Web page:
Restrict who can use php.ini SuPHP

Posted by cikul | Posted in cpanel, Linux | Posted on 09-07-2012-05-2008


There are several methods that can be used to disallow users to have their own php.ini files under suPHP. The path you take will depend on whether you want to allow users to have their own in some circumstances or to restrict all accounts on the server to the global php.ini file at /usr/local/lib/php.ini location.

Restrict all accounts to the global php.ini file

To restrict all accounts to the global php.ini file, you would edit the /opt/suphp/etc/suphp.conf file:

;Uncommenting these will force all requests to that handler to use the php.ini
;in the specified directory regardless of suPHP_ConfigPath settings.

to this :

;Uncommenting these will force all requests to that handler to use the php.ini
;in the specified directory regardless of suPHP_ConfigPath settings.

Save the file, then restart Apache for good measure. Now, if any account tries to put suPHP_ConfigPath into their .htaccess file, that account will return an Internal Server Error until they remove the .htaccess line. No account will be able to use another php.ini file with this as the default unless you allow the account in the php.ini file itself.

If you have PHP 5.3+ and want to allow some accounts to have their own php.ini file

If you have restricted all accounts globally to the /usr/local/lib/php.ini file and want to have one or more accounts bypass the restriction, this is possible under PHP 5.3 using the global php.ini itself.

Method One: Allowing individual user_ini files

In /usr/local/lib/php.ini file, put the following line:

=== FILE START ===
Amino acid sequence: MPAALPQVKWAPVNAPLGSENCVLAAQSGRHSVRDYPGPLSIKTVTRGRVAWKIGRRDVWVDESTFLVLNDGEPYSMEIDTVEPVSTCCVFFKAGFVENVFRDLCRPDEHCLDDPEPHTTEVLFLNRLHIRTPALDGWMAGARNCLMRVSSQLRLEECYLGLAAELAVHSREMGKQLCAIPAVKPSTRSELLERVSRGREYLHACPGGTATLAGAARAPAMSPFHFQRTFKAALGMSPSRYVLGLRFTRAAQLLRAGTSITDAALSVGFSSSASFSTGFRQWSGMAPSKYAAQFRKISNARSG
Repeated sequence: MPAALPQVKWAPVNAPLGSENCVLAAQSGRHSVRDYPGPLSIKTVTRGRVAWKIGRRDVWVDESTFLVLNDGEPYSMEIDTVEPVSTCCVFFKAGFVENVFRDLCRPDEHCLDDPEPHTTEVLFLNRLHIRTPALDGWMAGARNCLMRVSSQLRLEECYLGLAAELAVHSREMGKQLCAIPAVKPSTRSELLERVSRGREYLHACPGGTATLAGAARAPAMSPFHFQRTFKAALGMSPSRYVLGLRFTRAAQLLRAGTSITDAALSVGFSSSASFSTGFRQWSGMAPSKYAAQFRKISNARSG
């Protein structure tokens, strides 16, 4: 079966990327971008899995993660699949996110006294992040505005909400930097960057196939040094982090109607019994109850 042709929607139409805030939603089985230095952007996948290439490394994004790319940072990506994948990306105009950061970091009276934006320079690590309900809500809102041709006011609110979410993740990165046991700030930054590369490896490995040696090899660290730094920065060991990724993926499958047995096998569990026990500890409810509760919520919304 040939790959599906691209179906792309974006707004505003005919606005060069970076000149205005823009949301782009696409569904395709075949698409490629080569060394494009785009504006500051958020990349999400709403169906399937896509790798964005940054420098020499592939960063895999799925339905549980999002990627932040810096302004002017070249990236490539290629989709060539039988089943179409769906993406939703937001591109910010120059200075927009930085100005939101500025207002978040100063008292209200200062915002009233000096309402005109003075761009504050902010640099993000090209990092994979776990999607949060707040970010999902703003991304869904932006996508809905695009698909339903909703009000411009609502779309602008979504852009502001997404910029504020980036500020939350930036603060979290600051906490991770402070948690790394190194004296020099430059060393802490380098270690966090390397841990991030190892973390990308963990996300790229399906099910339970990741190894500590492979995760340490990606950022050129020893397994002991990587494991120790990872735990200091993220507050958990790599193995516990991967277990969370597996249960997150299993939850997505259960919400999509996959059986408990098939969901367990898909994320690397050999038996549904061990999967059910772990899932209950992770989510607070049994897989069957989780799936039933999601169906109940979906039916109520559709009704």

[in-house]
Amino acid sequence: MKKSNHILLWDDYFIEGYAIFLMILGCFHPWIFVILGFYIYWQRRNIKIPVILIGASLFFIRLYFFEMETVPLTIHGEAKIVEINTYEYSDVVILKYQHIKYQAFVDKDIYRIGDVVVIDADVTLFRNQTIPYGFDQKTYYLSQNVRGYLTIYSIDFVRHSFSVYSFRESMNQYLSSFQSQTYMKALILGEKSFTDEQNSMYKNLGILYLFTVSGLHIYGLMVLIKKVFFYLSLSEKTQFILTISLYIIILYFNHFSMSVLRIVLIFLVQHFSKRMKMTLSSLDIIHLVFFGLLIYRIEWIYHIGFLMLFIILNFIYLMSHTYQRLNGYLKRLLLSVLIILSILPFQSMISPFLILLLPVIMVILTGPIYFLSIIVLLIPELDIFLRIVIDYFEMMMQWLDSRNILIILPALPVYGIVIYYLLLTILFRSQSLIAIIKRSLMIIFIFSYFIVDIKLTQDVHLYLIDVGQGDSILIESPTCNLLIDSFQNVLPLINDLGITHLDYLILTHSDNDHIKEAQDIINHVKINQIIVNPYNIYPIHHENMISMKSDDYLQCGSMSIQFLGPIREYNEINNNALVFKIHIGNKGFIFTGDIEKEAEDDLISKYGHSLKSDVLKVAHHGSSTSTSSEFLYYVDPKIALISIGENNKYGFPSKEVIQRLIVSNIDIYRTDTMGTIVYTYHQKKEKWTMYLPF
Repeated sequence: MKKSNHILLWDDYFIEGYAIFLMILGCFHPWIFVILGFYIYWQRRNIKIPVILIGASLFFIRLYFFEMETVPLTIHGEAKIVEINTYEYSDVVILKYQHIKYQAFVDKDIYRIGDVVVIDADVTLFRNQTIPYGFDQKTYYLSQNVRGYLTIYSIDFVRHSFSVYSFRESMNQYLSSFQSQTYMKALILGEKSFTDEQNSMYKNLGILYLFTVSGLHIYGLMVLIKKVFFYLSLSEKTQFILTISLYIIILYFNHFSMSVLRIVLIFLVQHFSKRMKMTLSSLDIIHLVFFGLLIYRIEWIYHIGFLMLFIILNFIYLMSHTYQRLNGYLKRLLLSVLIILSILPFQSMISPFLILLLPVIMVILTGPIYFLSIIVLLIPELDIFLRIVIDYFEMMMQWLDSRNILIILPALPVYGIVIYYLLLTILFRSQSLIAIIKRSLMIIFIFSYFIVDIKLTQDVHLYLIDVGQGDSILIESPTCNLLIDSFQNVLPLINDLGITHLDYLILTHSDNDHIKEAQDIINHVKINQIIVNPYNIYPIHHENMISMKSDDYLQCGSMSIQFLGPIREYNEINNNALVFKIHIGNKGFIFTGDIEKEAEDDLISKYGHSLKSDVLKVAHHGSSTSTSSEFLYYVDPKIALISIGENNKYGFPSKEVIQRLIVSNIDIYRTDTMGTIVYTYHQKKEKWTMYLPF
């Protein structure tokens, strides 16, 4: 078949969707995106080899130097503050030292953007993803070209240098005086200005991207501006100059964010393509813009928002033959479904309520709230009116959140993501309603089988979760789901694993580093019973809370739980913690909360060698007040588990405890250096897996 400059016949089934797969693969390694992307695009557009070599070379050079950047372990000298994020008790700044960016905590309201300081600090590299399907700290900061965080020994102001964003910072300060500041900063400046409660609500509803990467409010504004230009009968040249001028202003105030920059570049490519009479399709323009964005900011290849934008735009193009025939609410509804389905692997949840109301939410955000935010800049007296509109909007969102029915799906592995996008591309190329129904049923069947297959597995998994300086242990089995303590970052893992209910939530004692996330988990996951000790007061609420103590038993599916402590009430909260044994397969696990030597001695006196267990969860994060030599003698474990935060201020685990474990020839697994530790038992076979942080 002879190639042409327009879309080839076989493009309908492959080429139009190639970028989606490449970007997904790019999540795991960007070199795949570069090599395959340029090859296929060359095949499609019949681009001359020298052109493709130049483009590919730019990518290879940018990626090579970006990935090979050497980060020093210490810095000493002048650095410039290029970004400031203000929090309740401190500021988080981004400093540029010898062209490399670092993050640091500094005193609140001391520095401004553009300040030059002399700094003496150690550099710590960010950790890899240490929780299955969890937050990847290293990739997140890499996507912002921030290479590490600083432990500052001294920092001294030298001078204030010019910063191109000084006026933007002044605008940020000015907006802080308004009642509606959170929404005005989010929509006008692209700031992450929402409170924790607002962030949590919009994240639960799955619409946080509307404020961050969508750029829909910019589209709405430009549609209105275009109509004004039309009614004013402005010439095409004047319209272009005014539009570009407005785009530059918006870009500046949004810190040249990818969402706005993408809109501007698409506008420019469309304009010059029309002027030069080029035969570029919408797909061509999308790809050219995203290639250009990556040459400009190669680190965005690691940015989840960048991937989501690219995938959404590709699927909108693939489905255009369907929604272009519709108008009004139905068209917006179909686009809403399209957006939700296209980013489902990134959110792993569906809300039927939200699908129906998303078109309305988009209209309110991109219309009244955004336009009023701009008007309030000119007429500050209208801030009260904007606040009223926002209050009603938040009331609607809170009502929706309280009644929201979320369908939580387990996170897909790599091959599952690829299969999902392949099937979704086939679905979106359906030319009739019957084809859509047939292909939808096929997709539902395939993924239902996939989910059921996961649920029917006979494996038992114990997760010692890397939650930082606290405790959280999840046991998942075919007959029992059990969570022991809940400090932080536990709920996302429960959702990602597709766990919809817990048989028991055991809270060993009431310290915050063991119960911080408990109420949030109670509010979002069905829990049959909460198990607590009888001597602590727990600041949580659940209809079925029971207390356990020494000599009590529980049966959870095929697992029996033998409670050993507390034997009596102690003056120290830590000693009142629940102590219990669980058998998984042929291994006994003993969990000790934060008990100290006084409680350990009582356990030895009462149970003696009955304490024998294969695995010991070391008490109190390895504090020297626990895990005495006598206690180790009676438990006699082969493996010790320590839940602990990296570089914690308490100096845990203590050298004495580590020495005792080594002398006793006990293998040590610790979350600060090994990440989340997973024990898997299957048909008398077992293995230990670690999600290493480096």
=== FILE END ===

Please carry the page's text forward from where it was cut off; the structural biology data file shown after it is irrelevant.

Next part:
user_ini.filename = .my.ini

The .my.ini name can be anything. Save the file, then go to the account you want to allow their own settings and create .my.ini on the account (it can be anywhere on the account so /home/username/public_html/.my.ini)

In the .my.ini file, you would be able to put only the changes you want to have such as register_globals = On for that account. Of note, only the PHP_INI_PERDIR and PHP_INI_USER directives are allowed in this file. Any PHP_INI_SYSTEM directives will not be changeable there.

Method Two: Putting individual user settings into the global php.ini file

This is the better method in my opinion. At the bottom of /usr/local/lib/php.ini file, you can actually define individual user php.ini directives with the path to that user’s application:


Here is an example putting that at the bottom of /usr/local/lib/php.ini for an account. If you try doing this in PHP 5.2, it will change the global value to the new ones rather than just that user’s as PHP 5.2 doesn’t support the path directive. Only PHP 5.3 will work properly to read the path to the user’s application. Under this method, even PHP_INI_SYSTEM directives are changeable for that account.

Under Method One for the user_ini file, the user does have the ability to themselves modify directives in their .my.ini file on the account. Under Method Two for the global php.ini user path directives, only the administrator of the machine could modify the directives. Of note, anyone can create their own user_ini file under Method One, but they would need to know the name in the global php.ini to do so (since you can call the file anything, so it could be called .guessme.ini instead and users aren’t then likely to know the name to bypass restrictions).

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